Problem formulation
Given M time instances and N devices in the network, the original data in the network can be represented by a m×n matrix X, where each row represents the readings in the network at a time instant and each column represents the readings of an IoT device at a different time instant. X_{ij}(1≤i≤M,1≤j≤N) denotes the reading of each node j at time instant t_{i}.
Let A denote a linear map from R^{M×N} space to R^{p} space and vec denote a linear map to transform a matrix to a vector by overlaying one column on another; we have
$$A(\boldsymbol{X})=\boldsymbol{\Phi} \cdot vec(\boldsymbol{X}) $$
where Φ is a p×MN matrix. Let Φ be a random matrix satisfying the RIP condition [21]. Before deployment, each device is equipped with a pseudorandom number generator. Once the device produces a reading at some time instance, the pseudorandom number generator will generate a random vector of length p with the combination of current time instance and the device’s ID as random seed. The elements of this random vector is i.i.d. sampled from a Gaussian distribution of mean 0 and variance 1/p. Note that this pseudorandom number generation at each device could be reproduced by the base station by using the same generator.
p, the dimension of A, means the number of elements (namely the combinations) to recover X. Typically, p should be not less than cr(3m+3n−5r) [13]. Therefore, the problem can be formulated as the following optimization problem:
$$ \underset{\boldsymbol{X} \in R^{M\times N}}{\text{min}}\quad \frac{1}{2} A(\boldsymbol{X})b^{2}_{F}+ \mu \boldsymbol{X}_{*} \quad \text{s.t.} A{\boldsymbol{X}}=\boldsymbol{b} $$
(3)
where the first part is for noise and the second part is for low rank.
Remark 1
In IoT networks, devices may produce erroneous readings due to noisy environment or errorprone hardware. The erroneous readings usually occur at sporadic time and locations and thus may have few impacts on the data sparsity of the network. Thus, outlier/abnormal reading recovery/detection could still work in compressive sensingbased data gathering. However, device measurements on the same event usually have strong intercorrelations and geographically concentrated in a group of devices in close proximity. Such events may spread in diverse time and space scale and result in dynamic sparsity of the data, which would further violate the assumption of constant sparsity in compressive sensing and thus lead to poor recovery.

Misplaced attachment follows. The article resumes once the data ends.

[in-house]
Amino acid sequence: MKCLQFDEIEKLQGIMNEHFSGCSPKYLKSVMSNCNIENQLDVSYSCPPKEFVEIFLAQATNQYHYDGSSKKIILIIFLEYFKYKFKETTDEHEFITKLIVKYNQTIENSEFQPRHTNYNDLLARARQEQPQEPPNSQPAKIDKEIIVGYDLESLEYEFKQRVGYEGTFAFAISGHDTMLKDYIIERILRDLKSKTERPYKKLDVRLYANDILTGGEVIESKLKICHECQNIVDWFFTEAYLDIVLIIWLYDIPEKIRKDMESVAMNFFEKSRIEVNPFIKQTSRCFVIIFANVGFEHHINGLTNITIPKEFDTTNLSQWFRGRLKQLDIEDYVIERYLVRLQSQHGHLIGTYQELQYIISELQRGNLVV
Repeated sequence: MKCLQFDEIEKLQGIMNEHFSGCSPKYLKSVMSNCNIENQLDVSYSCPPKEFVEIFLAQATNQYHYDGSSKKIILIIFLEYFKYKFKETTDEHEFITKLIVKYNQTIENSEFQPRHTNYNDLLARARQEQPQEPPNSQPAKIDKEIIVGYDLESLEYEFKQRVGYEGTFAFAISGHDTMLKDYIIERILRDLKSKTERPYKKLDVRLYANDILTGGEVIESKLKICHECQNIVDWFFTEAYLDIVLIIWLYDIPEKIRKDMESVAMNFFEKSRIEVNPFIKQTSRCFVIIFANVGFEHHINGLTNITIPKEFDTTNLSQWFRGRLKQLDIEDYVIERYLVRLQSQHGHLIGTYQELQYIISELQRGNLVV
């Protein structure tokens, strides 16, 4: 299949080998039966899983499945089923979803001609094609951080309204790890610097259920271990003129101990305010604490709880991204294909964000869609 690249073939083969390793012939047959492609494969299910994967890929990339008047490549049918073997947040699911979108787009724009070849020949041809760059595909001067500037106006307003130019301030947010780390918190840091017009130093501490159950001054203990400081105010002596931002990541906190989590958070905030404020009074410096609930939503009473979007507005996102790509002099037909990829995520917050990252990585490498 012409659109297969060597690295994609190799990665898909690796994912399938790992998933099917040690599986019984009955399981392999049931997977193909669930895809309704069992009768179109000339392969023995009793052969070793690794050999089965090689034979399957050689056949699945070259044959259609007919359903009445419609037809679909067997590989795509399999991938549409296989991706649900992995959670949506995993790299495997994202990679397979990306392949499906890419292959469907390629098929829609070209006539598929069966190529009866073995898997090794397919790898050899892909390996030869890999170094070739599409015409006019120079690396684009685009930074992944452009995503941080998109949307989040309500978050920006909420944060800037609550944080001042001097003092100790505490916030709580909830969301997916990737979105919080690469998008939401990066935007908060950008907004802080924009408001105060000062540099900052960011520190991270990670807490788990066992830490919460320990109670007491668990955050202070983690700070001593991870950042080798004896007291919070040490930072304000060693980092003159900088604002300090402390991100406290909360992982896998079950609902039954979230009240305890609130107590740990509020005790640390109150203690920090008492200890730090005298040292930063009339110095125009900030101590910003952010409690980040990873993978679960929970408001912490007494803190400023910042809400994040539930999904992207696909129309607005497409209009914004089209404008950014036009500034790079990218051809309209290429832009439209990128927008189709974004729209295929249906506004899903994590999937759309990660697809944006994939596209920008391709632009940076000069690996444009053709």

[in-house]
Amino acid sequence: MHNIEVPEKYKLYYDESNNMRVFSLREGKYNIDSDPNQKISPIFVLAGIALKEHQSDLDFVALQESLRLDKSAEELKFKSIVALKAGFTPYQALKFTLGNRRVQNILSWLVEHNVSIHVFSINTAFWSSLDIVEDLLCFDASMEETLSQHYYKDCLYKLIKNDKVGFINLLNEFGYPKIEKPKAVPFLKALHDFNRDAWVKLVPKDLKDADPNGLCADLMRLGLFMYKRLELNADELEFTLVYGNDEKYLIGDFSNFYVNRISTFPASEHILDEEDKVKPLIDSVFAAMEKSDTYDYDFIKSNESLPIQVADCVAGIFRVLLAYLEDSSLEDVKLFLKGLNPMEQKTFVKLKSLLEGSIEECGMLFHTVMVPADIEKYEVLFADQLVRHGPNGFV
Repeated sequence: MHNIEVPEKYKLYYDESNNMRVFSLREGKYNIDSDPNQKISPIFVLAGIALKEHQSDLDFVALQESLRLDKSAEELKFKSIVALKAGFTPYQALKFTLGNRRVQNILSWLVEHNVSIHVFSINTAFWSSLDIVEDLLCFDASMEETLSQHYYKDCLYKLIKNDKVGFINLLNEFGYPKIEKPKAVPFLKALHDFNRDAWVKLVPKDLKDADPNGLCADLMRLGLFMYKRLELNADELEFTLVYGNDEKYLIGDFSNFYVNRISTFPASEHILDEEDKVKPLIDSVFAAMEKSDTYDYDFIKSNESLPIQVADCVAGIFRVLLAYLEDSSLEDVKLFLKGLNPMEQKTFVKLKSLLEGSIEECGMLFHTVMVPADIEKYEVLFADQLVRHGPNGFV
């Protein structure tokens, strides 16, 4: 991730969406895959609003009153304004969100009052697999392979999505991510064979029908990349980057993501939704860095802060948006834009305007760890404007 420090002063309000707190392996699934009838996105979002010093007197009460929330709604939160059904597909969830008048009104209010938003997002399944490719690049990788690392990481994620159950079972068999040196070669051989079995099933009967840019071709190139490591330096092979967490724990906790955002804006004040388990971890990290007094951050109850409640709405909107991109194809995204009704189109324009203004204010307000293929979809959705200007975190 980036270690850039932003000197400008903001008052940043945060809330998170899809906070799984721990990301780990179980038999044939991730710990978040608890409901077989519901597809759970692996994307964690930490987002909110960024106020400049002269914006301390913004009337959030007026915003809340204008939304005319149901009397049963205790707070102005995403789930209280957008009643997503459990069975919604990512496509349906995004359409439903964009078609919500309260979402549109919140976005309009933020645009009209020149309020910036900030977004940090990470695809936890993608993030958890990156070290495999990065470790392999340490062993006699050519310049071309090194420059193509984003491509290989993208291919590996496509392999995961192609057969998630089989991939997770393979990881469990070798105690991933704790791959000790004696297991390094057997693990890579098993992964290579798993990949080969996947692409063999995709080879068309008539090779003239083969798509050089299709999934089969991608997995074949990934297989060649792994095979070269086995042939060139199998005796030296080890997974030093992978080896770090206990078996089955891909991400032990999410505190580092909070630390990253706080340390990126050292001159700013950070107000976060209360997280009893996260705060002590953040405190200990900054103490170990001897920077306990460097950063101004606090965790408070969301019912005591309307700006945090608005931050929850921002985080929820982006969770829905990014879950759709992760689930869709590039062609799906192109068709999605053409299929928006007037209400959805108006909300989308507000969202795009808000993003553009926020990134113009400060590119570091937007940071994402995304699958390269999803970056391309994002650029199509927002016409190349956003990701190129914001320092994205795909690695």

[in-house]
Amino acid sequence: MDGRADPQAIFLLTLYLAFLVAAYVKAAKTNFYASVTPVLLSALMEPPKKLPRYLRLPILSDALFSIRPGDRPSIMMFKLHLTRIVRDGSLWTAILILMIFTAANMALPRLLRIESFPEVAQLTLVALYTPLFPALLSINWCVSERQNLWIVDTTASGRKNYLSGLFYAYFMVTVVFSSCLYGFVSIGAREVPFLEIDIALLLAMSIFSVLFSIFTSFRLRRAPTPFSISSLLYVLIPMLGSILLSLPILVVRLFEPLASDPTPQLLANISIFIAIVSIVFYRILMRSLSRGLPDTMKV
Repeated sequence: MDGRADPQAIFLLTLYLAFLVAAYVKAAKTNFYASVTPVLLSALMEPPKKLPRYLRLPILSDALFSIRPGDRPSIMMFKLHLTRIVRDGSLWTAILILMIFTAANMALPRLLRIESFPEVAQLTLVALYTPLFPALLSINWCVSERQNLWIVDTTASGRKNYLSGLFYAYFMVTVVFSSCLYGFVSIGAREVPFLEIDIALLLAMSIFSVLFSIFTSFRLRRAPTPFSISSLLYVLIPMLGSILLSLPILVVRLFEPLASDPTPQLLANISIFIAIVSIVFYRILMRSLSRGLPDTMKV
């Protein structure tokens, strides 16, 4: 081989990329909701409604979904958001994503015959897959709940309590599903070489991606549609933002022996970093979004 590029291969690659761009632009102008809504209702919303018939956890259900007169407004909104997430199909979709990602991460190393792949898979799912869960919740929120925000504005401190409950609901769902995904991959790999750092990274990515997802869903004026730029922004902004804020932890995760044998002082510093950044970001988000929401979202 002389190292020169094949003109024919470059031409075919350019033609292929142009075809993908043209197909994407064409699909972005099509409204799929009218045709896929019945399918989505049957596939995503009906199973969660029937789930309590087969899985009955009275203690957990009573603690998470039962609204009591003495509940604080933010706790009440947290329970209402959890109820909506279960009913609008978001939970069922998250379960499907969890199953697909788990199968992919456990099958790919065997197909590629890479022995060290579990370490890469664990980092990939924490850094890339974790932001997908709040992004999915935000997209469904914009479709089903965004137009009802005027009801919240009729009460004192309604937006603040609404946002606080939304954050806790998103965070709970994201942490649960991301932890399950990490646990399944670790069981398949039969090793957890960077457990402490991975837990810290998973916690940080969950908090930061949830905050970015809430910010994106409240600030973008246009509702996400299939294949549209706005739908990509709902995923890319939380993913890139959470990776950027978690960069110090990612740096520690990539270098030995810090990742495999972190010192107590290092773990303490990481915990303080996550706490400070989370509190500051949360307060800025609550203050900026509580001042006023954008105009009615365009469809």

Remark 2
Given N M−dim signal vectors generated from N devices within M time instances, a good basis to make these vectors sparse may not be easy to find. Interestingly, [22] has analyzed different sets of data from two independent device network testbeds. The results indicate that the N×Mdim data matrix may be approximately low rank under various scenarios under investigation. Therefore, such N×M temporalspatial signal gathering problem with diverse scale event data that cannot be well addressed by CS method could be tackled under the lowrank framework^{Footnote 1}.
Path along compressive collection
In this paper, we provide a generalization of current data gathering methods on temporalspatial signals with diverse scale events, during which device readings are compressively collected along the relay paths, e.g., chaintype or mesh topology, to the sink.
At each device s_{j}, given the reading produced from s_{j} at time instance t_{1}, s_{j} generates a random vector Φ_{1j} of length p, with time instance t_{1} and its ID s_{j} as the seed, and computes the vector X_{1j}Φ_{1j}. At the next time instance t_{2}, s_{j} generates a random vector Φ_{2j}, computes X_{2j}Φ_{2j}, and adds it to the previous vector X_{1j}Φ_{1j}. At time instance t_{M}, s_{j} computes X_{Mj}Φ_{Mj} and would have the summation \(S_{j}=\sum \limits ^{M}_{i=1} \boldsymbol {X}_{ij}\Phi _{ij}\).
In the network, each device s_{j} continuously updates its vector sum S_{j} till time instance t_{M}. After that, device s_{j} relays the vector S_{j} to the next device s_{i}. Then, s_{i} adds S_{j} with its vector sum S_{i} and forwards S_{i}+S_{j} to the next device. After the collection along the relay paths, the sink receives \(\sum \limits ^{M}_{i=1} \boldsymbol {X}_{ij}\Phi _{ij}\).